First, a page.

Continual forecasting. Budgets and the concept of creating a budget once a year has already come into question by innovators in the field like Steve Player. Those such as him argue why a company with constant business and constant need to make decisions would look 14 months into the future once a year, then as the year continues have visibility nearer and nearer in the future, while using older and older projections. The business decision lead time doesn’t look different if you’re in October than it does if you’re in January, yet current annual planning processes operate as if that were true. Companies will move towards continual forecasting, always looking forward a certain amount of time into the future. The amount of time will depend on their decision lead times. Accountants will facilitate this process, but unlike the all-encompassing annual budget process, the forecasting process will be less involved, more automated, and a regular routine. Accountants will help their business partners understand where they are going as they automate the production and reporting of the forecast figures, again, spending more time analyzing and less time producing. Forecasting assumptions and system enhancements will be managed by the accounting arm of the company. Learning from prior errors in forecasts, accountants will help innovate changes and enhancements to the process.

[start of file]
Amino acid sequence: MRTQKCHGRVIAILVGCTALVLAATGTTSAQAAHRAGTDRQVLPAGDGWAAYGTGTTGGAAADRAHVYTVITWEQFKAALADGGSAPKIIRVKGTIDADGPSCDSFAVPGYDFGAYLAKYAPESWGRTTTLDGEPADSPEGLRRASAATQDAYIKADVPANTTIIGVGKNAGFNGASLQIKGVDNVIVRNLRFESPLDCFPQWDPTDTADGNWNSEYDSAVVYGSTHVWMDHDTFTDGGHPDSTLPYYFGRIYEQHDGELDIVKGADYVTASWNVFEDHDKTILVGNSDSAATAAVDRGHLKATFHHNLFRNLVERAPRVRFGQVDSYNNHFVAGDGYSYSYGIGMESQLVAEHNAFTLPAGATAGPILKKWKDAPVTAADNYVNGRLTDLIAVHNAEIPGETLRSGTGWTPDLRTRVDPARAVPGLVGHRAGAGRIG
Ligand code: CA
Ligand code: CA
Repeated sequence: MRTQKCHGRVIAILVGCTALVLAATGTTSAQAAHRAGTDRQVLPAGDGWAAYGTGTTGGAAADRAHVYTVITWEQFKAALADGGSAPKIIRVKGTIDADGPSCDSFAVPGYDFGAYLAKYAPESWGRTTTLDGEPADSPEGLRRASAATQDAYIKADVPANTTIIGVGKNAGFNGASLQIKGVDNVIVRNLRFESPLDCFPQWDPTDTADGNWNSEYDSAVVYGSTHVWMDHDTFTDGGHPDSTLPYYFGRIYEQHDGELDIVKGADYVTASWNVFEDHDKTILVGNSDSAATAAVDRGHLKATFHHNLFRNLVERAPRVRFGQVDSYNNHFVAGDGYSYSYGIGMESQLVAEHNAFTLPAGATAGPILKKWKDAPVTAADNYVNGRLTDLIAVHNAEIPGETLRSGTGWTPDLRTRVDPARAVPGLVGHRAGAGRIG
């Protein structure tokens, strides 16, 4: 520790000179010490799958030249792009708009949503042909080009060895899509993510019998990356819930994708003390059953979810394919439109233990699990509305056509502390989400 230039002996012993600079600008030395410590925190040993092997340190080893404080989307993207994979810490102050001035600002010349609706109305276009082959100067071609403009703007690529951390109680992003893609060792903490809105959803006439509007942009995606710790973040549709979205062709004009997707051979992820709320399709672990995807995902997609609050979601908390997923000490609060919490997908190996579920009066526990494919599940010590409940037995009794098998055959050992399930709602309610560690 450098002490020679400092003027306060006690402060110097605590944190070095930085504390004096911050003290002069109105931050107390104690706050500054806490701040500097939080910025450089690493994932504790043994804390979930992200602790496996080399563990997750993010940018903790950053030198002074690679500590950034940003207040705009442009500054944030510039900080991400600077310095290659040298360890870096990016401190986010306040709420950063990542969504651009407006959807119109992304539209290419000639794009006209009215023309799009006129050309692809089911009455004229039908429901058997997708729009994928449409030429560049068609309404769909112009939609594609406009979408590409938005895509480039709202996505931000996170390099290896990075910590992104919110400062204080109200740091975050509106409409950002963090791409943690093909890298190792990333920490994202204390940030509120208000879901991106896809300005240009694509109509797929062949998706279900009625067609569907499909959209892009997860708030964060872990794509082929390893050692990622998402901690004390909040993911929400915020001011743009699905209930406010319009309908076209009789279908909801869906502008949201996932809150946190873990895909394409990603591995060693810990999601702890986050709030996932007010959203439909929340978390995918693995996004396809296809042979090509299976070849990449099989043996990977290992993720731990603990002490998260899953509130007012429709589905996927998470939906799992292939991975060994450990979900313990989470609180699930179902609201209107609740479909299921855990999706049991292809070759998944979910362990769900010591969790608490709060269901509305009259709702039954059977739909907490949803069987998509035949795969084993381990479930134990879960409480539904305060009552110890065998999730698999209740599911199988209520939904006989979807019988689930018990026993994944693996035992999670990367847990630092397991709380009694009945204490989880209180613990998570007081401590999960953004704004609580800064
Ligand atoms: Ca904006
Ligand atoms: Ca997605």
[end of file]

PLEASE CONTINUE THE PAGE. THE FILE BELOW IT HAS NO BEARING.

Nothing I just mentioned is novel. Tools exist today that can do everything I envision. But the corporate world takes a while to adapt new technology and new business practices. The pace of change in business is usually overestimated, with peoples’ imaginations outpacing bureaucracy and compliance inefficiencies. The impact of those changes is typically underestimated, with the failure for those to realize what impact small changes can have on entire corporate cultures.

The question to ask yourself is how have you positioned your skill set to ensure your future relevance? If your core competency is transactional processing and reconciliation, you might consider investing in some education in BI or forecasting. Are you prepared to provide the same level of value where technology is more prevalent than today? Are you helping push your organization forward, realizing these changes on the horizon, to help stay competitive? What ways can you focus today to improve your marketability in context of this change?

These are all questions I’ll answer in my next post on what the most important skills are for the future of corporate accounting.